If you are buying a motorcycle, you may be wondering, “Is motorcycle insurance expensive?” Overall, motorcycle insurance costs less than car insurance, but of course there are many factors involved in the cost of a policy. If you compare insurance costs for an old run-down Honda Civic to those of a brand new, top-of-the-line Harley Davidson, you may actually pay more for the Harley coverage.
Motorcycle insurance rates depend on numerous factors, including where you live, the kind of motorcycle you ride, and how often you use it. If you live in upstate New York and only bike three months of the year, for example, you face fewer risks than a biker who rides in every season, and will therefore pay less in insurance costs.
A Trusted Choice® member agent can provide an insurance estimate based on the coverage you are looking for, and can price compare among multiple insurance companies. Find an agent in the Trusted Choice network today to find out how to get a policy that fits your needs and budget.
How Much Is Motorcycle Insurance?
Your motorcycle insurance premiums can range from pocket change to more than $1,000 per year. That is because the price of motorcycle insurance is based on a huge number of factors, including differences by city, state and region. The factors that affect your motorcycle insurance cost include:
Your state: Nearly every state requires motorcycle liability insurance, but the minimum limit is different from state to state. The costs of collision and other forms of motorcycle coverage vary by state as well.
Your bike: The make, model and year of your motorcycle will affect the cost of insurance. A new bike will cost more to repair or replace than one that is five years old. How powerful an engine it has, and whether you’ve added a turbo kit and other enhancements, will also affect your insurance costs.
You, the driver: Your age and driving history are also taken into consideration with liability insurance. Statistically speaking, younger drivers are more likely to be in a serious accident, which means the cost of coverage is higher. Motorists with a history of collisions and traffic violations will also pay more.
How you use it: If you use your bike on a daily basis to get to and from work, your risk for an accident is higher. If you only take your motorcycle out on the weekends, you are not as likely to encounter as many hazards.
How you store it: If you keep your motorcycle locked in a garage when not in use, this will result in lower premiums than if you leave it on the street.
Motorcycle Insurance Price Differences by State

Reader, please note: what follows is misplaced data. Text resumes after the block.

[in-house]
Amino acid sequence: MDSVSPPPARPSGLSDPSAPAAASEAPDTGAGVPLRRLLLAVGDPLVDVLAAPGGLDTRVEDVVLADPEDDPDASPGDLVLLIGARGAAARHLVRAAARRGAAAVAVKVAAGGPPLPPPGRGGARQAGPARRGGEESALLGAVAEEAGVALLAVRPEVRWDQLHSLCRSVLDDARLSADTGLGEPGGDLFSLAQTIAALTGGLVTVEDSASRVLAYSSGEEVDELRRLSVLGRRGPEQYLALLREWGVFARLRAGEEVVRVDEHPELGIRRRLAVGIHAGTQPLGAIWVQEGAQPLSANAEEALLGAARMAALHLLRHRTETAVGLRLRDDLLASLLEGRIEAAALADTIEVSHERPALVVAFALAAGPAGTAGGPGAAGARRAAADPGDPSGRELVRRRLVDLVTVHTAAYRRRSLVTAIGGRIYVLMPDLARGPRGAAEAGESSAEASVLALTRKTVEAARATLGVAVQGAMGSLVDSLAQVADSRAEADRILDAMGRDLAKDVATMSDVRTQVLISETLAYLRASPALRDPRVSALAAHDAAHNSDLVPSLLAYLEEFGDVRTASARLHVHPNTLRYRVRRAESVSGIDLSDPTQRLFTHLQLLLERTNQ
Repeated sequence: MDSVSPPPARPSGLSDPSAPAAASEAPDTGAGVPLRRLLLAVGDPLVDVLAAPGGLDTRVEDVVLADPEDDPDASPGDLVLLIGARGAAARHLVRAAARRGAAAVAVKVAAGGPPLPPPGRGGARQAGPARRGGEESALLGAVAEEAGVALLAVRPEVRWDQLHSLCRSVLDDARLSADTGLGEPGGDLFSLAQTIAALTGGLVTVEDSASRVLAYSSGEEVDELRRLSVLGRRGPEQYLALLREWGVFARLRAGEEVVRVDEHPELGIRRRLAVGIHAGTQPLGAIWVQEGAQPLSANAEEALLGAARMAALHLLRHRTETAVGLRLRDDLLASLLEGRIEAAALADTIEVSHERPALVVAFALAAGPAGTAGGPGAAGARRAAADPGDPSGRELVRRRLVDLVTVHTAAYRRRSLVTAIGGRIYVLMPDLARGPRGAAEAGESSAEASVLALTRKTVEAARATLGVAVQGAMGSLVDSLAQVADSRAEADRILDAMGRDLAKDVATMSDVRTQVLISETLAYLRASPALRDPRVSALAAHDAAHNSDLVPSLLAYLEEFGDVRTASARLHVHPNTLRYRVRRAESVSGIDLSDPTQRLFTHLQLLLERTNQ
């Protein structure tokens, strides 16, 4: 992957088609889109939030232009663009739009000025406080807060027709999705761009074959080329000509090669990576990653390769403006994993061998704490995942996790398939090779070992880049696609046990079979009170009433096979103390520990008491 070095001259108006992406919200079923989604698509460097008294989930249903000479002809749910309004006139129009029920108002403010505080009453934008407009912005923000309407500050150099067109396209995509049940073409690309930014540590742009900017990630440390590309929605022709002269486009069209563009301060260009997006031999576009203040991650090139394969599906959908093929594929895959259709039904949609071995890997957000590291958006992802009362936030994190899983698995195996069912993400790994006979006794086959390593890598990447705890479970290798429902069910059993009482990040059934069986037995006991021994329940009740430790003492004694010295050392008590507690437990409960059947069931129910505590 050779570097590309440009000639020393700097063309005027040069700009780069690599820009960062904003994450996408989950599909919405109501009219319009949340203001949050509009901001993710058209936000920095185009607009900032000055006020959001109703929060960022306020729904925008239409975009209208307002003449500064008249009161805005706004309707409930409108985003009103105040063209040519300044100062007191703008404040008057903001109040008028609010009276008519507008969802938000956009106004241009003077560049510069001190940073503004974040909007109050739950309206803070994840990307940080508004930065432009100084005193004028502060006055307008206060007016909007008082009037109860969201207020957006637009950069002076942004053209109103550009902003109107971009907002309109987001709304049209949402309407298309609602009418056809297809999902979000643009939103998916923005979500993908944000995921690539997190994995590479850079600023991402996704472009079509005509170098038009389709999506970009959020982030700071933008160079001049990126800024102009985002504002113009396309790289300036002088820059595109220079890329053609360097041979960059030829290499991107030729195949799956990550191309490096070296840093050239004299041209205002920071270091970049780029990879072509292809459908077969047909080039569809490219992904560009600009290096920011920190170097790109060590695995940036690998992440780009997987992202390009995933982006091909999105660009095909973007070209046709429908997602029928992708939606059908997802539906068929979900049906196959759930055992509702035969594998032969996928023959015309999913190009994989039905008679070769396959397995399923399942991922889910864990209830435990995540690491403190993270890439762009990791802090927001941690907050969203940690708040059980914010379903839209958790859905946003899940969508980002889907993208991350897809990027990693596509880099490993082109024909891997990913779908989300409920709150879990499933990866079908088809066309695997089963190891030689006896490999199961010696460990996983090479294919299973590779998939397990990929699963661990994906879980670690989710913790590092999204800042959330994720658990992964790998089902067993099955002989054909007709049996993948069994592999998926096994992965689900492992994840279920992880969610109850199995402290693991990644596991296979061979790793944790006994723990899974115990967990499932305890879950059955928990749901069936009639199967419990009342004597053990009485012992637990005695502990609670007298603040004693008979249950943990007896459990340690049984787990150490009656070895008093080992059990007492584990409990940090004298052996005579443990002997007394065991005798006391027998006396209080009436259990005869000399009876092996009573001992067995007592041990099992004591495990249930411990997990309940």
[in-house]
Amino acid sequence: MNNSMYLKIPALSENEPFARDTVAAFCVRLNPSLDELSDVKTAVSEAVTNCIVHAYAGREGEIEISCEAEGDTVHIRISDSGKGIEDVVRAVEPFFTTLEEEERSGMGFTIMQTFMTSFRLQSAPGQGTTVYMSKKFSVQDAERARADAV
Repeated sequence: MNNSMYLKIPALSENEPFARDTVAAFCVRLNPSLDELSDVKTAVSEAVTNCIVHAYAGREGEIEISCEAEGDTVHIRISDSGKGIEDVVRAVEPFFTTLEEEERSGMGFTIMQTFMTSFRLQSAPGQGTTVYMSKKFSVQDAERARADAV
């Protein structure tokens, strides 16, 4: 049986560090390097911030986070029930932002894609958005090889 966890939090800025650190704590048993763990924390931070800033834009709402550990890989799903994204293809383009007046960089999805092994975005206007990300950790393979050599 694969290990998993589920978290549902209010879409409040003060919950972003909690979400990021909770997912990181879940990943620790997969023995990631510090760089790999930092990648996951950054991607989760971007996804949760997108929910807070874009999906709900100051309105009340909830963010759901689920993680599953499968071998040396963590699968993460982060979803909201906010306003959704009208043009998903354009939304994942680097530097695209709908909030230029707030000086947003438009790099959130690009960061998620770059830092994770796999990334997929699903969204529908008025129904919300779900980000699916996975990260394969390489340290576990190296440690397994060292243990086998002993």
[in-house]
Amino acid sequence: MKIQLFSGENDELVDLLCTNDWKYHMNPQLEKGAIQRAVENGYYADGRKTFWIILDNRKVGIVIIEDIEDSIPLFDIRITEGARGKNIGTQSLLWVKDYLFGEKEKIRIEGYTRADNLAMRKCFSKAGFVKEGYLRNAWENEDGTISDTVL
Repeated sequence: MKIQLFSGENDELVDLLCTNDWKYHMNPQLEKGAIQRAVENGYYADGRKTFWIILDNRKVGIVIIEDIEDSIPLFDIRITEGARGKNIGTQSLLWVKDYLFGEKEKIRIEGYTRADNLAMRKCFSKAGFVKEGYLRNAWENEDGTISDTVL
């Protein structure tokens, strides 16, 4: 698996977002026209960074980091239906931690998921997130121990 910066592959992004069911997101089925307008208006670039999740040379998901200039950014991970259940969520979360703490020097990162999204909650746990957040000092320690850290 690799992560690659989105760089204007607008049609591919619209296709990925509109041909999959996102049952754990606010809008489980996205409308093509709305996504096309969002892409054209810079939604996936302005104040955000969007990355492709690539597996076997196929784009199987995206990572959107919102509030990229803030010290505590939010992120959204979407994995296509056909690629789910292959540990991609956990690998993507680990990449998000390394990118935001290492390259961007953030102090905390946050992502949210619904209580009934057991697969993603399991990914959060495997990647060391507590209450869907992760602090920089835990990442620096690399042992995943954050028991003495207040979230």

State laws are a primary influence on the price of your premium, as each state that requires motorcycle insurance has a different minimum requirement. Liability costs range typically between $100 and $500 per year, depending upon state requirements.
The following tool allows you to compare differences in motorcycle liability required minimums by state. Alaska, for example, has a per-person liability minimum that is less than half of Alabama’s minimum ($20,000 vs. $50,000) and a per-accident limit that is half of Alabama’s ($50,000 vs. $100,000.)
Look up the minimum liability requirements for your state.
Living in or biking through areas with higher rates of accidents and crime. You will pay more in motorcycle insurance due to increased risk. Your insurance premium will be more than motorcycle riders who live and travel in safer neighborhoods.
Areas with a higher number of uninsured drivers have higher premiums too. If you are hit by an insured driver, the driver’s insurance company will pay for your medical care and the repairs to your motorcycle. If you are hit by an uninsured motorist, and you have uninsured/underinsured motorists coverage, your insurance company will have the financial responsibility.
Local weather and climate have a noticeable impact on motorcycle insurance rates. In areas more prone to major disasters, such as hurricanes or wildfires, the average cost of coverage is greater. This is due to an increased risk of damage to the motorcycle.
You will typically pay more in areas where you can ride year ‘round. In cold climates, like Minnesota and Wisconsin, where motorcycles are stored for the winter months, rates tend to be lower than in California where motorcyclists can ride any time of year.
While these are some of the geographic factors that can affect your motorcycle insurance rates, there are many other factors that can help you save money when you buy a policy. Get accurate prices on the coverage you need, including any possible discounts that may be available to you, from a Trusted Choice member agent.
As independent agents, these local professionals can compare plans from several companies and tailor a policy to your needs and budget. Find an agent in the Trusted Choice network today.